Fund Philosophy

Black students on a rainbow background.

The City of Long Beach created the Long Beach Framework for Reconciliation for conflict resolution in response to the call for systemic change to racial inequality. President Uduak-Joe Ntuk introduced the LBCC framework to the Long Beach Community College District which was adopted unanimously in alignment with the Chancellors’ call to action.

The African-American/Black Student Support Fund is being proposed to assist with closing the racial equity gaps for disproportionately impacted (DI) student groups in the areas of access, and retention. According to the Long Beach City College 2019-2022 Student Equity Plan, Access and Retention are defined as the following:  


Successful Enrollment among all students who applied in the selected or previous year through CCC Apply and indicated any educational goal, the proportion who enrolled in the same community college in the selected year. (Excludes International Students and Special Admit Students).


Fall to Spring among all the students, the proportion retained from fall to spring at the same college in the selected term, excluding students who completed an award or transferred to a postsecondary institution.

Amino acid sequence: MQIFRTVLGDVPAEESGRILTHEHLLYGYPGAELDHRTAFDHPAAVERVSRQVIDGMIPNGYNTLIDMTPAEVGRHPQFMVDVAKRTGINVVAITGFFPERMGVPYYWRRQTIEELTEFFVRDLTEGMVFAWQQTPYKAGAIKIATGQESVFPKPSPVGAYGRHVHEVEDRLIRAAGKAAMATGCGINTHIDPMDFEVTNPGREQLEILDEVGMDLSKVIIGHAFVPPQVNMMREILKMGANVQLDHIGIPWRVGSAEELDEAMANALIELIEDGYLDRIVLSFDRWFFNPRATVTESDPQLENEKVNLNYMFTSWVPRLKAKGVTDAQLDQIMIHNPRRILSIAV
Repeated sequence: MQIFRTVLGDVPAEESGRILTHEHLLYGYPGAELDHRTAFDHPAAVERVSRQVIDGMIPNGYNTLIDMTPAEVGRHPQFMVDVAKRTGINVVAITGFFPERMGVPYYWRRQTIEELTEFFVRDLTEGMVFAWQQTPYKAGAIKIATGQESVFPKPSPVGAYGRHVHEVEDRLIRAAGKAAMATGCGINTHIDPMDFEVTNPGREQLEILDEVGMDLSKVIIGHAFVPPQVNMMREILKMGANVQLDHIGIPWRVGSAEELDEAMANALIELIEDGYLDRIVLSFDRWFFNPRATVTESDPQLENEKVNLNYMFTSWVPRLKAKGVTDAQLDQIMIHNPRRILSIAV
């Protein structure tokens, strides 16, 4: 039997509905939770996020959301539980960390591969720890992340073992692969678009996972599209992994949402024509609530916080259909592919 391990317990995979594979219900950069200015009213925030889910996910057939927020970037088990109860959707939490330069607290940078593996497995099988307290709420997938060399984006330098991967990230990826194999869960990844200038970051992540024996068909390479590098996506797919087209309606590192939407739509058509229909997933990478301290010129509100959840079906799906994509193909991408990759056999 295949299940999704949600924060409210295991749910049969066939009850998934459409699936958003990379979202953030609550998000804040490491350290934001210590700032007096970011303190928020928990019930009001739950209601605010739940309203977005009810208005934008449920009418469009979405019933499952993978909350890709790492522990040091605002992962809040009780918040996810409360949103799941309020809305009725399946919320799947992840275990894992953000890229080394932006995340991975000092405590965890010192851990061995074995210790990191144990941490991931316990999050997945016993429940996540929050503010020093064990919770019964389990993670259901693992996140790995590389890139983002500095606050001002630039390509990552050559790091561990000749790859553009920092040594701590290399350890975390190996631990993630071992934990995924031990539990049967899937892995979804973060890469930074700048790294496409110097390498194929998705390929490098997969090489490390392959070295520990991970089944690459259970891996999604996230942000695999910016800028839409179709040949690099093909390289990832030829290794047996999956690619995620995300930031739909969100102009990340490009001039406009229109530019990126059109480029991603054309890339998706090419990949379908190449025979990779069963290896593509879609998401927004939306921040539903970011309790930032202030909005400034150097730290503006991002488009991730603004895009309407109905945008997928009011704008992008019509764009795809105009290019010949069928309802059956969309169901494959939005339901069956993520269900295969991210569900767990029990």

Completion of Transfer Level Math & English Among all students who enrolled for the first time ever in a credit course in the district in the selected academic year, the proportion who completed both transfer- Approved by the LBCCD Board of Trustees on 6/26/19 2 level math and English in their first academic year of credit enrollment. (Excludes Special Admit and non-credit students).

The African-American/Black Student Support Fund is a holistic model, whose approach is a concerted effort of campus stakeholders to offer support and wrap-around services for Black- and African American-identifying students.

The services provided by The Village Fund will include direct student referrals to on and off-campus programs, organizations, mentorship, financial literacy, emergency funds to assist students with financial insecurities, and school materials